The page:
Statin use, dyslipidaemia confer heightened risk of dry eye disease
Adults with a history of statin use or dyslipidaemia are at higher risk of having a dry eye disease (DED), a study suggests.
A total of 72,931 individuals seen at ophthalmology clinics over a 10-year period were considered for inclusion in the study. Of these, 39,336 individuals (53.9 percent female) were included in the analysis, among whom 3,399 (8.6 percent) had been diagnosed with DED.
Use of low-, moderate-, and high-intensity statin regimens was identified in 751 (1.9 percent), 2,655 (6.8 percent), and 1,036 (2.6 percent) individuals, respectively. Lipid abnormalities were observed as follows: total cholesterol of >200 mg/dL in 4,558 (11.6 percent) individuals, high-density lipoprotein cholesterol (HDL-C) of <40 mg/dL in 2,078 (5.3 percent), low-density lipoprotein cholesterol (LDL-C) of >130 mg/dL in 2,756 (7.0 percent), and triglyceride (TG) levels of >150 mg/dL in 2,881 (7.3 percent).
The likelihood of having a diagnosis of DED was markedly high among individuals who had been exposed to statins (low intensity: odds ratio [OR], 1.39, 95 percent confidence interval [CI], 1.13–1.72; moderate intensity: OR, 1.47, 95 percent CI, 1.30–1.65; high intensity: 1.46, 95 percent CI, 1.21–1.75).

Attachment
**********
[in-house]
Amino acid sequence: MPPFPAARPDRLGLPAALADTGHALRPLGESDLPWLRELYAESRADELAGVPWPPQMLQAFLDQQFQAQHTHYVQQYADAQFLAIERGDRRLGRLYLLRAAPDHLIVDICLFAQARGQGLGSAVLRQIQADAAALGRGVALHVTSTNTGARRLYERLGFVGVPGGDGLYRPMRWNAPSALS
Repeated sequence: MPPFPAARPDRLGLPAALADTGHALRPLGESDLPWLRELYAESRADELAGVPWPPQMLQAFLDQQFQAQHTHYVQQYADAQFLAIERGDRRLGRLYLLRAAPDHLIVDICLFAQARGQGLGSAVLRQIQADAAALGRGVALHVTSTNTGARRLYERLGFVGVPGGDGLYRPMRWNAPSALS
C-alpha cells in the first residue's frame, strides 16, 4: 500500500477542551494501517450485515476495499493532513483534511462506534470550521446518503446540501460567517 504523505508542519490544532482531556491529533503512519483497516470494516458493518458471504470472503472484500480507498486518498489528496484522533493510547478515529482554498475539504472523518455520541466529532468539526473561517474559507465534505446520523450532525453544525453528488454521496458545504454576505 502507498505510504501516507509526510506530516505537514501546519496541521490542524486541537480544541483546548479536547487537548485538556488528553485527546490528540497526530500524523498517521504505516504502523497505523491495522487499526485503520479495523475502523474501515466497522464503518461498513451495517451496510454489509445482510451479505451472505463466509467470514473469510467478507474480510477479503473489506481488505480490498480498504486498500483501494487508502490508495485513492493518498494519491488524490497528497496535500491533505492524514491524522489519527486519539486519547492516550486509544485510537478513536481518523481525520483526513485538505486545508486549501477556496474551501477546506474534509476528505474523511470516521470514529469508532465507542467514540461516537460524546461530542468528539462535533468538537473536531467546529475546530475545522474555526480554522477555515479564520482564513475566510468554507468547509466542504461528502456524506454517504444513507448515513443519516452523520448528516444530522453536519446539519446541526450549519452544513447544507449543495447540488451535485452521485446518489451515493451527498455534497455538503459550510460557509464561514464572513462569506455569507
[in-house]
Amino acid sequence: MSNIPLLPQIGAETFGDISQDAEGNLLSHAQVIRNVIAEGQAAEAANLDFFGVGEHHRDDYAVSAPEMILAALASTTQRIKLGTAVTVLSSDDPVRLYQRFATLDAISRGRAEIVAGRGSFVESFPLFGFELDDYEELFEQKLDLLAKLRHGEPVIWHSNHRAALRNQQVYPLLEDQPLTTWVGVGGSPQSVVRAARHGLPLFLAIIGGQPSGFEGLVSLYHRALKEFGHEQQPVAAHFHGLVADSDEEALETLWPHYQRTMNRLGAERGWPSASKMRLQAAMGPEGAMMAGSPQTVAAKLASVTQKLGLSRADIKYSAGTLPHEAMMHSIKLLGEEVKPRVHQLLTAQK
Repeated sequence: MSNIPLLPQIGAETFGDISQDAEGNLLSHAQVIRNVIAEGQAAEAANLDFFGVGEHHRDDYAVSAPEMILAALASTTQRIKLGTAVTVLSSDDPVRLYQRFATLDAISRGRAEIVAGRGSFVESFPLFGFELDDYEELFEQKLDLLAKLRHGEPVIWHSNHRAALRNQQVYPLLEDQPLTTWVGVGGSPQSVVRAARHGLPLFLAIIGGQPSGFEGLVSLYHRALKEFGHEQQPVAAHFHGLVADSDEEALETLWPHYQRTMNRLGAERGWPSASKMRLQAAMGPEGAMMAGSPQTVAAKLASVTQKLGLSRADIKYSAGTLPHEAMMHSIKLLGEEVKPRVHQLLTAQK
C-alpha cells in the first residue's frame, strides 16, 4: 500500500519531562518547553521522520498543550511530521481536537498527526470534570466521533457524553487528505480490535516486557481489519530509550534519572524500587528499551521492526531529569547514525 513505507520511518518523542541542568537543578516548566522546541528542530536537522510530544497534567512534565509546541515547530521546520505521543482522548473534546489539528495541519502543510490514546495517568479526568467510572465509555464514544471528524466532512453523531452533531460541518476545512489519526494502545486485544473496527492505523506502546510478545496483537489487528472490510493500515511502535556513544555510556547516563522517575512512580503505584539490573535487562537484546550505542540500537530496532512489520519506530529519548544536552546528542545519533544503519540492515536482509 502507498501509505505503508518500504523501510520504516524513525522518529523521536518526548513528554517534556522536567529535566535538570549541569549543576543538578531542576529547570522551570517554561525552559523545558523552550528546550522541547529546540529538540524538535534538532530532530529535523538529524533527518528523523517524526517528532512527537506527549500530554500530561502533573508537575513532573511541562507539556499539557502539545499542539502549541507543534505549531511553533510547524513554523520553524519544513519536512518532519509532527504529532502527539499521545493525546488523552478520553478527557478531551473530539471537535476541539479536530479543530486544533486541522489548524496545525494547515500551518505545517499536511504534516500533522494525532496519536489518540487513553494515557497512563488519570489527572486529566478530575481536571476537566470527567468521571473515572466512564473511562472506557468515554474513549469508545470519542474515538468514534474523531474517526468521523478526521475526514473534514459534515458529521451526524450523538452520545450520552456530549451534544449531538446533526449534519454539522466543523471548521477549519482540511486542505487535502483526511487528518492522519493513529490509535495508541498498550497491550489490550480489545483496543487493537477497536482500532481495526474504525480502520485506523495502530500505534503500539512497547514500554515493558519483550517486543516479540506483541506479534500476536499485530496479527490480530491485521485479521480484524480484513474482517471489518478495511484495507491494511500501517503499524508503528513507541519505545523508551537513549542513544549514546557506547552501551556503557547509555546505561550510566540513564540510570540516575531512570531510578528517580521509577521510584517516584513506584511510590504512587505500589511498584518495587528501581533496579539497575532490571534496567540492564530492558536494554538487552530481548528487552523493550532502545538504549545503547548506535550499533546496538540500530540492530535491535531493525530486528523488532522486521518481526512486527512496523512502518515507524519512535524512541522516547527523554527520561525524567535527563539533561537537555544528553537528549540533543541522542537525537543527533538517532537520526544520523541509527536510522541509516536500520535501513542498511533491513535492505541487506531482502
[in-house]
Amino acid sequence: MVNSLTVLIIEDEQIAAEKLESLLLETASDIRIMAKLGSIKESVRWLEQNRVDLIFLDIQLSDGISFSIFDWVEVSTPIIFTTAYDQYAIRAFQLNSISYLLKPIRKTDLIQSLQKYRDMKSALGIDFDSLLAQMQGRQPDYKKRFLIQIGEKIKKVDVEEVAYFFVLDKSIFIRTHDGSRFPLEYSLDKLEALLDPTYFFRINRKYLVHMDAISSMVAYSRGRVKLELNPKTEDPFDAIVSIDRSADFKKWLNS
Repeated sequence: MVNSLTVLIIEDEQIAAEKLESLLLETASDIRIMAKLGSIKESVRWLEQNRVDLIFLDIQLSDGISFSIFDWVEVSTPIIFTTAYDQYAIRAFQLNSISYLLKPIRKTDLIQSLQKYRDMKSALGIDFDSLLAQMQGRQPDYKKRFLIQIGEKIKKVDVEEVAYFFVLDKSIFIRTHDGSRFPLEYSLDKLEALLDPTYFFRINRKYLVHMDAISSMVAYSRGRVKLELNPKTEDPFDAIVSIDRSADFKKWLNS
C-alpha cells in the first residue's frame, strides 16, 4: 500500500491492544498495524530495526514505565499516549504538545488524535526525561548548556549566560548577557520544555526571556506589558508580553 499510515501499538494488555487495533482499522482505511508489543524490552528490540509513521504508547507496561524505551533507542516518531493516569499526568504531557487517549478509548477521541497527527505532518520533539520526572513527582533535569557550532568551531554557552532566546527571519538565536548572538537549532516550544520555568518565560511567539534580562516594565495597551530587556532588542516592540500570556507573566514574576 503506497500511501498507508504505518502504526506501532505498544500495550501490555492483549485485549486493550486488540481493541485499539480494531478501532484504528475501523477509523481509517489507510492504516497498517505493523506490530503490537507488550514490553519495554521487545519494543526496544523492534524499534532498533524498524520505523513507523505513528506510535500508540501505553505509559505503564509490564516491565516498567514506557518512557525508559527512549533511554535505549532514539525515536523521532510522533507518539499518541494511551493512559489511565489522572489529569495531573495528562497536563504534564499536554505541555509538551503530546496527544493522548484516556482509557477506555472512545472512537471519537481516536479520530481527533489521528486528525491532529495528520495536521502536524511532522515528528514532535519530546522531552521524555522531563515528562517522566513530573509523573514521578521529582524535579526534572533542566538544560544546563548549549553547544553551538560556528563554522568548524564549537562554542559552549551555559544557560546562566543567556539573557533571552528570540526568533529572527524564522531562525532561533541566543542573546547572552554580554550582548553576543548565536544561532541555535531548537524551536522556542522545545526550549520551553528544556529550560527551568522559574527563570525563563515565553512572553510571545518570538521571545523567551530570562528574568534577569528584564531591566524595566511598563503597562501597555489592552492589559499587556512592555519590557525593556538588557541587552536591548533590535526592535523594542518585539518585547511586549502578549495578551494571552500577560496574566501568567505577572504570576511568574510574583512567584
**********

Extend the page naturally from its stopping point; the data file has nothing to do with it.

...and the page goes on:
Likewise, the odds of having DED were high in the presence of high total cholesterol (OR, 1.66, 95 percent CI, 1.52–1.82), low HDL-C (OR, 1.45, 95 percent CI, 1.26–1.67), high LDL-C (OR, 1.55, 95 percent CI, 1.39–1.74), and high TG (OR, 1.43, 95 percent CI, 1.27–1.61).
Additional investigations are needed to determine whether dyslipidaemia and statin use exert separate effects on DED, to elucidate pathogenic mechanisms involved, and to identify any potential therapeutic targets, according to the researchers.